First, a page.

Globe Trot: Deadly persecution in Nepal

International
by Mindy Belz
Posted 11/13/13, 11:18 am

NEPAL: In “a purely anti-Christian act,” a Hindu neighbor has killed a church elder he had summoned to his home multiple times for prayer. The gruesome killing comes as the tiny Christian minority (1.5 percent of the country’s 30 million people) have seen church growth and have been optimistic about new freedoms ahead of Nov. 19 elections.

WORLDWIDE: Cardinal Timothy Dolan opened this year’s convention of the U.S. Conference of Catholic Bishops with remarks on violent persecution against Christians. More than a million people have been killed solely due to their faith in Jesus Christ since the year 2000, he said. But as commentator Terry Mattingly points out, coverage of the speech, especially this Baltimore Sun report, was misleading.

PHILIPPINES: Good news emerging from the aftermath of Typhoon Haiyan includes this rescue of a commanding Air Force officer in Tacloblan, along with a 7-year-old boy who washed out to sea by his side. Writer Jessica Zafra got through to her family in the disaster zone via Facebook, though all power lines were down. Relief workers are struggling to get supplies into the storm-devastated area and are warning survivors to leave for somewhere else. We’re following progress via Campus Crusade (Cru), which has 200 staff members in the country and a pulse on what’s happening (including giving recommendations).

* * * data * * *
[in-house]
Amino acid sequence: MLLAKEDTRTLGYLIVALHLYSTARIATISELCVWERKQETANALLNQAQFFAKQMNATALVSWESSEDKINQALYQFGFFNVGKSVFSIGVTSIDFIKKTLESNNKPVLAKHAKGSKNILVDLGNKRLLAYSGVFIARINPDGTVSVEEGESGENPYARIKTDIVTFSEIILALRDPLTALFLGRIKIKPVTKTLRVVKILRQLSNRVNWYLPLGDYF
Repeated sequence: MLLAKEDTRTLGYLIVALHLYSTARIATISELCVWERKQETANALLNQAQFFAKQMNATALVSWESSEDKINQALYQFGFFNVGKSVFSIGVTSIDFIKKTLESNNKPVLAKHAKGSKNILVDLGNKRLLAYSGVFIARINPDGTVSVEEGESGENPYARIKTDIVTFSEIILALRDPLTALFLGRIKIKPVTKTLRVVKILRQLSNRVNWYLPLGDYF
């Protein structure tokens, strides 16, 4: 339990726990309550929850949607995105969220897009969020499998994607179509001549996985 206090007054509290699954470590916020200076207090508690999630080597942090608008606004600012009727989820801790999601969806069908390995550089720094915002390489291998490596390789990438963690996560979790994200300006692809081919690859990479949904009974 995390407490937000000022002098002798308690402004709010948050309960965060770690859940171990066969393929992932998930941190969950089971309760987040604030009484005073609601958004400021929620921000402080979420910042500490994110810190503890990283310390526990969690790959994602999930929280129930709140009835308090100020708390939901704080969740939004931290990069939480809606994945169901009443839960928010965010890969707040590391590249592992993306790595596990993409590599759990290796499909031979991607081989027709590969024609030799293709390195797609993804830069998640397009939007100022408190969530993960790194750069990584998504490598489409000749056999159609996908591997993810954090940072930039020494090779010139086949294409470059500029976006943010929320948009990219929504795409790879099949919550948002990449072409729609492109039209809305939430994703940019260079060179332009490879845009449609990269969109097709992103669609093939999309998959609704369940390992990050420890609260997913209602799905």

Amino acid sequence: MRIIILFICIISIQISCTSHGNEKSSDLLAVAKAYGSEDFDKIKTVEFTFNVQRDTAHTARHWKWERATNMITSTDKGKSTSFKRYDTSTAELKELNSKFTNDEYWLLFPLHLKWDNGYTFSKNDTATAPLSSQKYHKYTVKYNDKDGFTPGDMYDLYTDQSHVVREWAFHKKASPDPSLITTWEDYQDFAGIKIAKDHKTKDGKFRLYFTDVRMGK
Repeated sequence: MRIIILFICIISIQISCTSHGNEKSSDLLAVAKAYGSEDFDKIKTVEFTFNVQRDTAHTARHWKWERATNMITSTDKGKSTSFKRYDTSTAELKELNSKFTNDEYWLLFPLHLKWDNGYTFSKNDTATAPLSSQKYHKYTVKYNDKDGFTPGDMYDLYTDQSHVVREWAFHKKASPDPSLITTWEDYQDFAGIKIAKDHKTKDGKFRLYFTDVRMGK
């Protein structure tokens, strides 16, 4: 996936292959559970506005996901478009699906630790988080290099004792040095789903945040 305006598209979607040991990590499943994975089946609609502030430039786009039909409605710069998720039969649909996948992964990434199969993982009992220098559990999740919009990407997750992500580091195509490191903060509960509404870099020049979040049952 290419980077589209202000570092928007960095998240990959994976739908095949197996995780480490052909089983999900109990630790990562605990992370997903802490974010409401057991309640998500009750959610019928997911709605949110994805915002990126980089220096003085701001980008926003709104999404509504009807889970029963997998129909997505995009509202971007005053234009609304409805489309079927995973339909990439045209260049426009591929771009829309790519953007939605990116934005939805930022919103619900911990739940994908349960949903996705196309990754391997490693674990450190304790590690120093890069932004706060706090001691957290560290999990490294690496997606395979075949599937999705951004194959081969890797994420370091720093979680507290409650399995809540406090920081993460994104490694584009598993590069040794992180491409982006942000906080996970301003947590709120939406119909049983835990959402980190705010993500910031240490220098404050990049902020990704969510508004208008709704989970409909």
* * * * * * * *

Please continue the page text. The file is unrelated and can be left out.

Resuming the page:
U.S. FOREIGN POLICY: Strategic communication or public diplomacy, the purpose of which is to win such wars, is the single weakest area of U.S. government performance since 9/11, writes Robert Reilly in a long-read essay. Reilly served as director of the Voice of America, worked as a special assistant to the president under Ronald Reagan, and served as a senior advisor to the Iraq Ministry of Information. His detailed account of VOA’s board of governors-eliminated strategic broadcasting is especially insightful. In quoting the Bipartisan Policy Center’s Homeland Security Project, Reilly points out that “Al-Qaeda’s core may be in decline, but “al-Qaeda-ism … continues to resonate and attract new adherents,” and in twice as many geographic areas of the world as it was five years ago.

Mindy Belz

Mindy wrote WORLD Magazine's first cover story in 1986 and went on to serve as international editor, editor, and now senior editor. She has covered wars in Syria, Afganistan, Africa, and the Balkans, and she recounts some of her experiences in They Say We Are Infidels: On the Run from ISIS with Persecuted Christians in the Middle East. Mindy resides with her husband, Nat, in Asheville, N.C. Follow her on Twitter @mcbelz.

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